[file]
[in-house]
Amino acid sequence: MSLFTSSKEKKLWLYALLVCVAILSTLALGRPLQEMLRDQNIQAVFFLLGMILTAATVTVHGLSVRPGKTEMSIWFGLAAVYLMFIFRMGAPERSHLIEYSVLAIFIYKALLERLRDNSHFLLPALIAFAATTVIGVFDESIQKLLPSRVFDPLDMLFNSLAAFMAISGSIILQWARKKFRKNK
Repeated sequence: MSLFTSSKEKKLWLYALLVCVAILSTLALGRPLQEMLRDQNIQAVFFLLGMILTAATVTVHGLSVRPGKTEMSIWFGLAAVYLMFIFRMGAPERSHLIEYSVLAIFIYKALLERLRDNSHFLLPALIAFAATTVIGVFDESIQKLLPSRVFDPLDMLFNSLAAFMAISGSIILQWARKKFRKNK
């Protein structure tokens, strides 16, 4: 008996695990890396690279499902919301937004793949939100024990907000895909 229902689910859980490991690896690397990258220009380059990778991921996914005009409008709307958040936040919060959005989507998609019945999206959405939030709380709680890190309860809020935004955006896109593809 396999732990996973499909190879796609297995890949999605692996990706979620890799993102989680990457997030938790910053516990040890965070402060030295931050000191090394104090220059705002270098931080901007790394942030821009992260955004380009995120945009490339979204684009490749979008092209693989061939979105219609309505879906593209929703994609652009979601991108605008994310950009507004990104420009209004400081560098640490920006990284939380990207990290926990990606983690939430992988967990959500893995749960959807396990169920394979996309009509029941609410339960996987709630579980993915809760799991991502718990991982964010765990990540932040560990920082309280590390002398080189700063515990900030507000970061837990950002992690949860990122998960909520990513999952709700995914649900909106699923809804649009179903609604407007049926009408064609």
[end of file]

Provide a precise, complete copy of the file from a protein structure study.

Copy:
[in-house]
Amino acid sequence: MSLFTSSKEKKLWLYALLVCVAILSTLALGRPLQEMLRDQNIQAVFFLLGMILTAATVTVHGLSVRPGKTEMSIWFGLAAVYLMFIFRMGAPERSHLIEYSVLAIFIYKALLERLRDNSHFLLPALIAFAATTVIGVFDESIQKLLPSRVFDPLDMLFNSLAAFMAISGSIILQWARKKFRKNK
Repeated sequence: MSLFTSSKEKKLWLYALLVCVAILSTLALGRPLQEMLRDQNIQAVFFLLGMILTAATVTVHGLSVRPGKTEMSIWFGLAAVYLMFIFRMGAPERSHLIEYSVLAIFIYKALLERLRDNSHFLLPALIAFAATTVIGVFDESIQKLLPSRVFDPLDMLFNSLAAFMAISGSIILQWARKKFRKNK
């Protein structure tokens, strides 16, 4: 008996695990890396690279499902919301937004793949939100024990907000895909 229902689910859980490991690896690397990258220009380059990778991921996914005009409008709307958040936040919060959005989507998609019945999206959405939030709380709680890190309860809020935004955006896109593809 396999732990996973499909190879796609297995890949999605692996990706979620890799993102989680990457997030938790910053516990040890965070402060030295931050000191090394104090220059705002270098931080901007790394942030821009992260955004380009995120945009490339979204684009490749979008092209693989061939979105219609309505879906593209929703994609652009979601991108605008994310950009507004990104420009209004400081560098640490920006990284939380990207990290926990990606983690939430992988967990959500893995749960959807396990169920394979996309009509029941609410339960996987709630579980993915809760799991991502718990991982964010765990990540932040560990920082309280590390002398080189700063515990900030507000970061837990950002992690949860990122998960909520990513999952709700995914649900909106699923809804649009179903609604407007049926009408064609």